The feat has given a great boost to Jiya, who recently had her grammar school place bizarrely withdrawn.
Jiya’s parents say it happened due to an administrative error on the school side whereby they “made a mistake in calculating ranks,” but it knocked Jiya’s confidence and they are appealing the decision.
Grammar schools are selective state-funded British secondary schools for which pupils have to pass an academic exam. Jiya is moving up to secondary school in September.
Jiya said everyone stared at her when she sat the Mensa exam as she was the youngest in the room. “It was hard but not too hard. Some questions were difficult, others were not,” she said. “I was really surprised with my results.”
The Mensa test is split into two papers which test different types of IQ. Cattell III B includes verbal reasoning, while Culture Fair is diagrams and images. A score within the top two per cent on either is required for Mensa membership.
Jiya got a score of 162 in the Cattell III B Scale, putting her in the top one per cent in Britain, and in the Culture Fair Scale she came in the top three per cent with a score of 131.
“162 on the Cattell III B test is the highest score a child can achieve on this test — it is 161 for adults. Jiya’s score puts her in the top one per cent of the population,” a spokeswoman for British Mensa said. “Our current youngest member is three. We currently have 105 11-year-olds and 1,580 members aged 16 or under.”
“I am looking forward to joining Mensa and I don’t mind meeting older people. I will get a magazine and there are clubs I can join,” said Jiya, who is an avid reader and loves lego and big jigsaw puzzles, as well as decorating her room with art, Marvel movies and Bollywood flicks. Right now she is transfixed by the cricket World Cup. “I am supporting India,” she said.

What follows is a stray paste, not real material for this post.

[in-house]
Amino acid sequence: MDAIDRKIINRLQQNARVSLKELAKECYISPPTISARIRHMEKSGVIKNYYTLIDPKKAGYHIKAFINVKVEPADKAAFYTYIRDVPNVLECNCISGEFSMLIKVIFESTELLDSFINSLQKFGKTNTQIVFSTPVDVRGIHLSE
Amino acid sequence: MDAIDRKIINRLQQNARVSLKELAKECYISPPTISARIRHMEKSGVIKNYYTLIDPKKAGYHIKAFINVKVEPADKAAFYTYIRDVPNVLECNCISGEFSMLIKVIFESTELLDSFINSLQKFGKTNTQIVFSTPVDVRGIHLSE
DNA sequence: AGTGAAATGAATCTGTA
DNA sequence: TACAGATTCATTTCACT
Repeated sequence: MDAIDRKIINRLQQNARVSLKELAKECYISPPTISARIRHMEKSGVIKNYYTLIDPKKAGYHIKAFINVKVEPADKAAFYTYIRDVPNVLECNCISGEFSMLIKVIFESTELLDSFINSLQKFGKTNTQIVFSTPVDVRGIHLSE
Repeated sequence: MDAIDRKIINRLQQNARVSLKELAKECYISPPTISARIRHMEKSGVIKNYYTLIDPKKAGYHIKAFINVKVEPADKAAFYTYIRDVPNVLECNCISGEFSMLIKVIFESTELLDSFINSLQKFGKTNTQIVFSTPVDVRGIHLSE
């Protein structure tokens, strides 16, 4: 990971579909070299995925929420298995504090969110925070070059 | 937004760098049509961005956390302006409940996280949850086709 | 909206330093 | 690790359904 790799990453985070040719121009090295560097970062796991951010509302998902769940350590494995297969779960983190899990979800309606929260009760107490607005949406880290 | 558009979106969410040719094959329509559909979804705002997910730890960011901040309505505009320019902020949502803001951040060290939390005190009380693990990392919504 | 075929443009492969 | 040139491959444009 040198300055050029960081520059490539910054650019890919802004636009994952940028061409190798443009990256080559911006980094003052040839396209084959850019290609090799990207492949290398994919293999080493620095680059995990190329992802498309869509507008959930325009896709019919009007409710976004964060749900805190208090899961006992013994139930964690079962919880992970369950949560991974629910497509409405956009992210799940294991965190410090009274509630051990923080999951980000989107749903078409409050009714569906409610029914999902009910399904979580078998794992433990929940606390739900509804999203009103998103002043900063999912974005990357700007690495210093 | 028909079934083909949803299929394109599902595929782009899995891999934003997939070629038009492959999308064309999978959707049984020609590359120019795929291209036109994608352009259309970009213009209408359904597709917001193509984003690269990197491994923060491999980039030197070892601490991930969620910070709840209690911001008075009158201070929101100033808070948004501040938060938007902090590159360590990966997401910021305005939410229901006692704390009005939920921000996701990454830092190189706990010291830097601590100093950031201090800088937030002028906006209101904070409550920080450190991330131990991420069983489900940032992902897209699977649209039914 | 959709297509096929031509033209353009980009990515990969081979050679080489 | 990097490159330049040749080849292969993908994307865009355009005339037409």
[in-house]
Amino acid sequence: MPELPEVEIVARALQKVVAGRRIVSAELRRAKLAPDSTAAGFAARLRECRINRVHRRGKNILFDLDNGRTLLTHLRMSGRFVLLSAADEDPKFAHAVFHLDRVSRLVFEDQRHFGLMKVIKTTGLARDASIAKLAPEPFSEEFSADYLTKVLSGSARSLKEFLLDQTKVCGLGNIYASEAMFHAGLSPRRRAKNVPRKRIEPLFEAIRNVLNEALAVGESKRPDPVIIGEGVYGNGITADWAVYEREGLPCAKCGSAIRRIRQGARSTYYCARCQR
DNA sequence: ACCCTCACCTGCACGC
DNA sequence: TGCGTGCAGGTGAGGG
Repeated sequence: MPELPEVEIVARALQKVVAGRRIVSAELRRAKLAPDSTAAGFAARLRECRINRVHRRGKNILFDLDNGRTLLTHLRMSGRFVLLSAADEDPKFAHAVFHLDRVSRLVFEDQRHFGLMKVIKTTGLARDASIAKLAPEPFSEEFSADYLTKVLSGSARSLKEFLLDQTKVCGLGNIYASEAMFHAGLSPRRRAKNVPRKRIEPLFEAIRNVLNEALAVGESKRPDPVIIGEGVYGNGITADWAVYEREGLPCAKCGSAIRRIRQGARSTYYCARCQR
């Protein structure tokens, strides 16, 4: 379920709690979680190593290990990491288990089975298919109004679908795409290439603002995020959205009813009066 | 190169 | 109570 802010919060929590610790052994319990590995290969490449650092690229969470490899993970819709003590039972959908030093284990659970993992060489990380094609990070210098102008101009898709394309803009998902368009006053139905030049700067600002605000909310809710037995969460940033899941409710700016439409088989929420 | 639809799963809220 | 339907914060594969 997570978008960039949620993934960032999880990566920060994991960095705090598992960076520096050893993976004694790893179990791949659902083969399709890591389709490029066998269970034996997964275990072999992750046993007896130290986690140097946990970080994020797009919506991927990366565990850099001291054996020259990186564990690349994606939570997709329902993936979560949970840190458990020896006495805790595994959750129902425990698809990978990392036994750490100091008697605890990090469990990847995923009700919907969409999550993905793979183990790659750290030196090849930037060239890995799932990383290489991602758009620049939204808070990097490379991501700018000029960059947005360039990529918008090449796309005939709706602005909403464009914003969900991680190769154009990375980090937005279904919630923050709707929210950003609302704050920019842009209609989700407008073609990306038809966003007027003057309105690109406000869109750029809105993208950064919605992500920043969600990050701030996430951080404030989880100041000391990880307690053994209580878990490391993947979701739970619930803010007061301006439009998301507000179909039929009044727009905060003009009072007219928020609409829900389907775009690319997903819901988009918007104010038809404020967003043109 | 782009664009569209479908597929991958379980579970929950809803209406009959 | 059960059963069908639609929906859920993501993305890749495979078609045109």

Jiya, a Gujarati, was born in the UK and lives in Pinner in the London borough of Harrow, which has the highest density of Gujaratis in Britain.
Her parents, Bijal, an accountant, and Jignesh, a software entrepreneur, have not got any relatives in Mensa. “I would give the credit to her mother,” said Jignesh, who was born and bred in Navi Mumbai, and came to the UK as a student in 2002. “Bijal is very academic. I guess I can take the credit for the logic,” he added. Bijal, who is from Kandivli, joined him in the UK in 2005.
“We have always wanted Jiya to do the test, but we had to wait until she was 11 as before that it can only be done through an educational psychologist,” Jignesh said. “We thought she would do well but we never expected her to get the top result. Throughout her schooling she has always been top table for maths and science. Sometimes she sits with me and helps me design mobile apps and the way she approaches a problem shows very good logic. She loves coding. Ever since she was young, she was nosey and inquisitive. We hope she will do something meaningful with her life.”
There are 22,700 Mensa members in the UK and 1,500 in India. There are test centres across India and anyone can sit the exam.
John Stevenage, chief executive of British Mensa, said: “Well done to Jiya for achieving such a high score. I hope she takes up her offer of Mensa membership.”